As I explored these ideas, I began to get a sense of how these emotions are related. Pity and compassion are almost identical. The only difference is how we see ourselves. When we experience pity, we are being made aware of our belief that there is something wrong with us. When we experience compassion, we experience unconditional love and acceptance of ourselves (and others). Mother Theresa embodied compassion because she experienced the truth that each and every person she encountered is an individualized aspect of All That Is, and therefore whole, complete, and perfect exactly as they are.

What pity, empathy, sympathy and compassion have in common is that they each represent the desire to reach out and connect with another person and provide support. What differentiates them is how well we see ourselves reflected in the other person, and how much we are able to accept that reflection.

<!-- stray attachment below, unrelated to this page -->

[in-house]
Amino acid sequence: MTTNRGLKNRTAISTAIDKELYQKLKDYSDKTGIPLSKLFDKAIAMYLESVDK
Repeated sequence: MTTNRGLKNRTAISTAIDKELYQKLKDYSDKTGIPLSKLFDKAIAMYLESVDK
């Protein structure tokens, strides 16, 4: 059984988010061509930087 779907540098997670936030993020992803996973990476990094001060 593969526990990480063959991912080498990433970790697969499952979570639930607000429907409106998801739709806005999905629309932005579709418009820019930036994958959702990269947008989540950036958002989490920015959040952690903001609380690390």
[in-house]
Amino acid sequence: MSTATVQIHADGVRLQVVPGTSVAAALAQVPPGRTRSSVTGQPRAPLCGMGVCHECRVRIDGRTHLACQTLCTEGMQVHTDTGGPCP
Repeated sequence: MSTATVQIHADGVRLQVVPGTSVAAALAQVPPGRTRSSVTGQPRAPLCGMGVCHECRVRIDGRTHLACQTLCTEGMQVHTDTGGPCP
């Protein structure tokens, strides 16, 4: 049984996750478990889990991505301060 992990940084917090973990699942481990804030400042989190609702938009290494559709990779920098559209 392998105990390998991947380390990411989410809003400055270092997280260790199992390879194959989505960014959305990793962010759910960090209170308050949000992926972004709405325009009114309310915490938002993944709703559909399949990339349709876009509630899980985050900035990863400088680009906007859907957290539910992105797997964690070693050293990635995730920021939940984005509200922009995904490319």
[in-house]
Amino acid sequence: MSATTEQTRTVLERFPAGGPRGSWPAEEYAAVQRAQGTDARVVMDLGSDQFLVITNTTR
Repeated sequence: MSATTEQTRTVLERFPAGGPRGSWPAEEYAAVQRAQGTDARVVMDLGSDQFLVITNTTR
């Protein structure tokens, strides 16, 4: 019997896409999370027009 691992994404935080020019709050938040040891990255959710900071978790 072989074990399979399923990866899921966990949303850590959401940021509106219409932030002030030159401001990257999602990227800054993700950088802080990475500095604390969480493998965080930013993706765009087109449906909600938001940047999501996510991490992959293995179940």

When we pity someone, we feel sorry for that person. But pity carries some rather unsavory undertones. Pity often masks contempt. We pity people whom we believe are beneath our standards, who disgust or offend us. When we pity someone, we hold that person in judgment, and we affirm that there is something fundamentally wrong with them. Although pity does, in theory, reach out and form a connection, it also emphasizes separation. We reach out to those whom we pity out of fear or guilt. We hope that they will go away grateful for our help, but mainly we hope that they will just go away.